An inquest into a psychiatric patient who died in a fire is set to take place more than four years after her death.

The family’s lawyers have raised concerns that investigations have only been produced by the responsible authorities and are not fully independent.

Sarah Jane Williams was a patient in the Daisy Ward of Prospect Park Hospital and was due to be moved to a more secure location days after the blaze broke out in her room on December 6, 2015.

The family is still waiting for answers more than three years after Sarah died.

And on Wednesday, they held a protest outside the Town Hall with members of the community, calling for justice for mental health patients.

Sarah’s family are unable to afford independent investigators as they are reliant on legal aid from the state, while the fire and health authorities have hired their own experts to investigate the death.

A fourth review will take place in November this year, with a three-week jury inquest to be scheduled for the first half of 2020.

Sarah’s mother Pauline Woods said the situation was ‘so stressful’ and ‘legal aid would not last forever’.

The inquest will focus on Sarah’s care, fire safety measures at Prospect Park Hospital and the events of December 6, 2015.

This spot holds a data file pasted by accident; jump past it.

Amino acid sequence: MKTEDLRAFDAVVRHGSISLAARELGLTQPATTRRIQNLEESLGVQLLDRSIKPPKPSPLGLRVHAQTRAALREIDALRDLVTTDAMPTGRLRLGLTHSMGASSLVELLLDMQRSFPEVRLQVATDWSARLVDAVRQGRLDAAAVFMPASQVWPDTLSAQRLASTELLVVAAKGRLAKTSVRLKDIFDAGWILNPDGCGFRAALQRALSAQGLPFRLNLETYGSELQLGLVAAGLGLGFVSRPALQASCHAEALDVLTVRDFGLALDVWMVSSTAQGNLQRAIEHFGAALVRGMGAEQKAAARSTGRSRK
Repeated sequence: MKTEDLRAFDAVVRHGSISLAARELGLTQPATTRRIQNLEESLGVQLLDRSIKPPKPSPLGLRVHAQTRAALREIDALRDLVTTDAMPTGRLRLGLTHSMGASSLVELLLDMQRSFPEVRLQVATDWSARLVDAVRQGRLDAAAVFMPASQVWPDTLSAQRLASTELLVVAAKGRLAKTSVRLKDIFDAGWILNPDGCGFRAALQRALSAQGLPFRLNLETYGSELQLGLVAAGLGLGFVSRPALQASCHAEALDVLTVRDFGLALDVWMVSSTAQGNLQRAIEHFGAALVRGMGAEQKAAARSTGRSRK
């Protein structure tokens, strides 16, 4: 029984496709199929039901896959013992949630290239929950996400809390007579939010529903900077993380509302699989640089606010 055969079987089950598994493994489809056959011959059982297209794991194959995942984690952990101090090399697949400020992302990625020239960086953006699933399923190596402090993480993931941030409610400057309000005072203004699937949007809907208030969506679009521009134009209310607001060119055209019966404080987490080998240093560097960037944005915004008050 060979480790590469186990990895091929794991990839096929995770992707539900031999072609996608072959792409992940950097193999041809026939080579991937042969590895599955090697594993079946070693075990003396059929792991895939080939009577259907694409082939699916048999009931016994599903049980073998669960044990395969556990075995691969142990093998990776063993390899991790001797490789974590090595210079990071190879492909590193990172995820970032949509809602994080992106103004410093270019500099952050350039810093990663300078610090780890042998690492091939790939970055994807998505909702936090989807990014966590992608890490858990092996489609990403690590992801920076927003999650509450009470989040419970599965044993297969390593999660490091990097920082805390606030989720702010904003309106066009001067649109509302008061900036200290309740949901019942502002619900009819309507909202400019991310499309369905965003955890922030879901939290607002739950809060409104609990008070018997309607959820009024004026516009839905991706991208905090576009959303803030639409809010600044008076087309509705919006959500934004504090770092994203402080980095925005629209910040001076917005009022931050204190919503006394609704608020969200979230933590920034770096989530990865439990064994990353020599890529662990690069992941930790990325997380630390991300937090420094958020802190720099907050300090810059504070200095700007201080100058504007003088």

Sefton Kwasnik, the family’s lawyer, said it would be difficult for the family to afford to do their own reports.

He said: “The financial constraints may prevent the family from placing an individual expert to produce an adequate report. Sarah cannot speak.

“The family have been waiting for three and a half years for the ability to fully record their concerns.

“They are concerned that there will be sufficiently robust scrutiny.”

Berkshire NHS Foundation Trust and Royal Berkshire Fire and Rescue Service both funded their own experts to conduct ‘independent investigations’, which coroner Alison McCormick said she is ‘satisfied’ with.

The family wish to instruct experts to conduct independent investigations into the actions of Berkshire NHS Foundation Trust and Royal Berkshire Fire and Rescue Service on and leading up to December 6.

Mr Kwasnik added: “If Sarah had been transferred on November 17, we may well not be having this inquest.”

The family’s lawyer read out a letter from Dr Rami El-Shirbiny who professionally assessed Sarah on November 16 and said she was ‘not appropriately accommodated and ‘should not be held at Prospect Park’.

Mr El-Shirbiny’s letter referred to Sarah’s ‘fire risk’ and ‘interpersonal violence’.

The family’s lawyer said they cannot afford to fund their own independent investigations but has not ruled out the possibility of doing so entirely.

A pre-inquest review initially took place in November 2017, where previous coroner Peter Bedford indicated a jury inquest would be necessary but was reluctant to proceed before the Care Quality Commission’s (CQC) findings had been produced.

The latest hearing was adjourned till May 15 due to the fire service and Berkshire Healthcare NHS Foundation Trust failing to disclose information requested by the coroner.